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Practice Makes Perfect: 3D Model Aids Surgical Outcomes

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LOS ANGELES, Oct. 17, 2019 — Using a 3D virtual reality model to prepare for kidney tumor surgery could substantially improve the outcome of the procedure. A team led by UCLA found specifically that such preparation can result in reduced operating times, less blood loss during the procedure, and shorter hospital stays.

“Surgeons have long since theorized that using 3D models would result in a better understanding of the patient anatomy, which would improve patient outcomes,” said Dr. Joseph Shirk, a clinical instructor in urology at UCLA’s David Geffen School of Medicine and the Jonsson Comprehensive Cancer Center. “But actually seeing evidence of this magnitude, generated by very experienced surgeons from leading medical centers, is an entirely different matter.”

In their study, the researchers randomly separated 92 people with kidney tumors into two groups — a control group and an intervention group — each led by a surgeon. In the control group, the doctor prepared for surgery by reviewing only the patients’ CT and MRI scans.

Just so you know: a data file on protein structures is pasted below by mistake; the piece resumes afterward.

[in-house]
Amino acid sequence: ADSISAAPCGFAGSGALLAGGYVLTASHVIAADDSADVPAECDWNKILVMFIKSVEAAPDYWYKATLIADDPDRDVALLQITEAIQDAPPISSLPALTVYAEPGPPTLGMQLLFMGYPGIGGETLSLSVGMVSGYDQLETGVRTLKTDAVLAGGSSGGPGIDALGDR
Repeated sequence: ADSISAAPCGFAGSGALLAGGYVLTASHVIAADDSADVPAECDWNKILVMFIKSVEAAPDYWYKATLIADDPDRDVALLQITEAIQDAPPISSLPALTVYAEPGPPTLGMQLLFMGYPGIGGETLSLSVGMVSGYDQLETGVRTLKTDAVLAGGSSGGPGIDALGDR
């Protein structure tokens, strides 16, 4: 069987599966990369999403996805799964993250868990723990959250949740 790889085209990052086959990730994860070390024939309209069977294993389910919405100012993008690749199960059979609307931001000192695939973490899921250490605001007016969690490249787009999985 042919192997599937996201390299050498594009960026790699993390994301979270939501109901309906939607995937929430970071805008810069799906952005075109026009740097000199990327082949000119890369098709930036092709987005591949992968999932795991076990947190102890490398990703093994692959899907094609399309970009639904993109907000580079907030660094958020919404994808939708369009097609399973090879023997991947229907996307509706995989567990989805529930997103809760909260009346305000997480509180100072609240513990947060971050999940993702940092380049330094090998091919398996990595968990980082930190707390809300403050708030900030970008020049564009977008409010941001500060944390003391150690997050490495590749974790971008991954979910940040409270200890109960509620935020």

The surgeon in the other group prepared for surgery in the same way as the control group, but was additionally able to use a 3D virtual reality model via a mobile phone and a virtual reality headset. This allowed the surgeon to visualize patients’ anatomy, and the kidneys specifically, giving the surgeon a better understanding of internal structures and the relationships between them.

“This tells us that using 3D digital models for cancer surgeries is no longer something we should be considering for the future, it’s something we should be doing now,” Shirk said. He added that the benefits of using 3D models to prepare for surgery could go beyond kidney tumor procedures and into those treating other types of cancer such as prostate, lungs, liver, and pancreas.

The UCLA team worked on the study in conjunction with researchers from the Mayo Clinic, the University of North Carolina at Chapel Hill, the John Wayne Cancer Institute at Providence Saint John's Health Center in Santa Monica, the University of Tennessee Medical Center, the Icahn School of Medicine at Mount Sinai in New York, and the Swedish Urology Group in Seattle.

The research was published in the journal JAMA Network Open (https://jamanetwork.com/journals/jamanetworkopen/fullarticle/2751395). 

Photonics.com
Oct 2019
Research & TechnologyeducationAmericasUCLAvirtual reality3D imagingimaginglight sourcesoptics3D virtual reality modelmedicalcancerBiophotonics

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